John Harvey Kellogg (February 26, 1852 – December 14, 1943) was an American medical doctor in Battle Creek, Michigan.
Kellogg ran a sanitarium using holistic methods, with a particular focus on nutrition, enemas and exercise. Kellogg was an advocate of vegetarianism and is best known for the invention of the breakfast cereal known as corn flakes with his brother, Will Keith Kellogg.
He led in the establishment of the American Medical Missionary College. The College, founded in 1895, operated until 1910 when it merged with Illinois State University.
John Kellogg and his brother Will Keith Kellogg started the Sanitas Food Company to produce their whole grain cereals around 1897, a time when the standard breakfast for the wealthy was eggs and meat, while the poor ate porridge, farina, gruel, and other boiled grains. John and Will later argued over the recipe for the cereals (Will wanted to add sugar to the flakes). So, in 1906, Will started his own company, the Battle Creek Toasted Corn Flake Company, which eventually became the Kellogg Company, triggering a decades-long feud. John then formed the Battle Creek Food Company to develop and market soy products.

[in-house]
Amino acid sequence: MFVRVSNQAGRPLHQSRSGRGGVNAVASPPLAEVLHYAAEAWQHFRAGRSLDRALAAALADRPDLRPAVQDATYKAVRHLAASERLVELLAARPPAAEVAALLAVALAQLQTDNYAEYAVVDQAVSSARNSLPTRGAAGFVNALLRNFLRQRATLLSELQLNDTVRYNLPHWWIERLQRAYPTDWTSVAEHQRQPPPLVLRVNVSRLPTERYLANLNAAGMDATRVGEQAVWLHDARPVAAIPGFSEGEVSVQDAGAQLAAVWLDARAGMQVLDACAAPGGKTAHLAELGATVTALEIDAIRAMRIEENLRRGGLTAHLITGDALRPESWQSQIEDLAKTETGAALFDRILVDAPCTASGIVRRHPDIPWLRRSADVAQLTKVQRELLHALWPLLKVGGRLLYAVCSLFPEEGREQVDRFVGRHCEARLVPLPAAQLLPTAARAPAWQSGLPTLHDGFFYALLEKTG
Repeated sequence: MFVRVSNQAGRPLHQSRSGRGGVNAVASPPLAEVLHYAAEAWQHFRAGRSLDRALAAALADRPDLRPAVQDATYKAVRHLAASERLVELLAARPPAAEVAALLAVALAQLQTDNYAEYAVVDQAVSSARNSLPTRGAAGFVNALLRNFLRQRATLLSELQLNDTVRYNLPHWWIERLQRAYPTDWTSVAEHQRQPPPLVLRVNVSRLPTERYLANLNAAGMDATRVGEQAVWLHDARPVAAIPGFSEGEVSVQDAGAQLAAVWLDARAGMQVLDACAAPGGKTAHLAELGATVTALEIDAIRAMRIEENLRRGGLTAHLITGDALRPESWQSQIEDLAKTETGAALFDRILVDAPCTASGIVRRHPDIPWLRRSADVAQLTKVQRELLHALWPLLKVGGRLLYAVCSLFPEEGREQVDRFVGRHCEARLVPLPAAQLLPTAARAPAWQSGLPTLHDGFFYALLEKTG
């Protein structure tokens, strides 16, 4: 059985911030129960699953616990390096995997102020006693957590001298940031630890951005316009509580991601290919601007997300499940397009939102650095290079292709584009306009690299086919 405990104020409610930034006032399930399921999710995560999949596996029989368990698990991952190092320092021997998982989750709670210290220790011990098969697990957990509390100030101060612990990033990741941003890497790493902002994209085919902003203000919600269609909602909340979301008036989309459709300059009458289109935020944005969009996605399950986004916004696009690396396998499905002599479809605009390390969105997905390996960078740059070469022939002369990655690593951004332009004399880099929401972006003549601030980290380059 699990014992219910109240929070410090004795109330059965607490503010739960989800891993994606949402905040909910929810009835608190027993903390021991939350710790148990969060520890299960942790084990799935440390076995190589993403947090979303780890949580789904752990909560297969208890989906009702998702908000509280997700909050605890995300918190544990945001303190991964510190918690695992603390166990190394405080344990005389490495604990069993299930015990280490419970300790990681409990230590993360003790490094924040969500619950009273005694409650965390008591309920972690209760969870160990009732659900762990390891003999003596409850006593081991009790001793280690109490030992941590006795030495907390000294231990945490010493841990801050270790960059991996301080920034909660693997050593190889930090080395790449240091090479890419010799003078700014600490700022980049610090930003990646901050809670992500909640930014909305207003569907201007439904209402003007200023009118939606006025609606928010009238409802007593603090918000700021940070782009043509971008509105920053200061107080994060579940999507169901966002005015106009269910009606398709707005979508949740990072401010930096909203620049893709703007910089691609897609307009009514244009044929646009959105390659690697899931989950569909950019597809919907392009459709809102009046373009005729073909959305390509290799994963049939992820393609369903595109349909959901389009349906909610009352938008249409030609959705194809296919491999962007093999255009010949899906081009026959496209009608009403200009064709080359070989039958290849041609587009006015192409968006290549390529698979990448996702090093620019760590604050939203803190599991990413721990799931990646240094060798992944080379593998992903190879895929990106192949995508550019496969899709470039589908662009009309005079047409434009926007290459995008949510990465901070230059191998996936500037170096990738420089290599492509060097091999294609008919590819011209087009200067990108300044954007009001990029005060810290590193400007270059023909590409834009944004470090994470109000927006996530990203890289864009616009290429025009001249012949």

The Kelloggs did not invent the concept of the dry breakfast cereal. That honor belongs to Dr. James Caleb Jackson, who created the first dry breakfast cereal in 1863, which he called, “Granula.” A patient of John’s, C. W. Post, would eventually start his own dry cereal company, Post Cereals, selling a rival brand of corn flakes. Dr. Kellogg later would claim that Charles Post stole the formula for corn flakes from his safe in the Sanitarium office.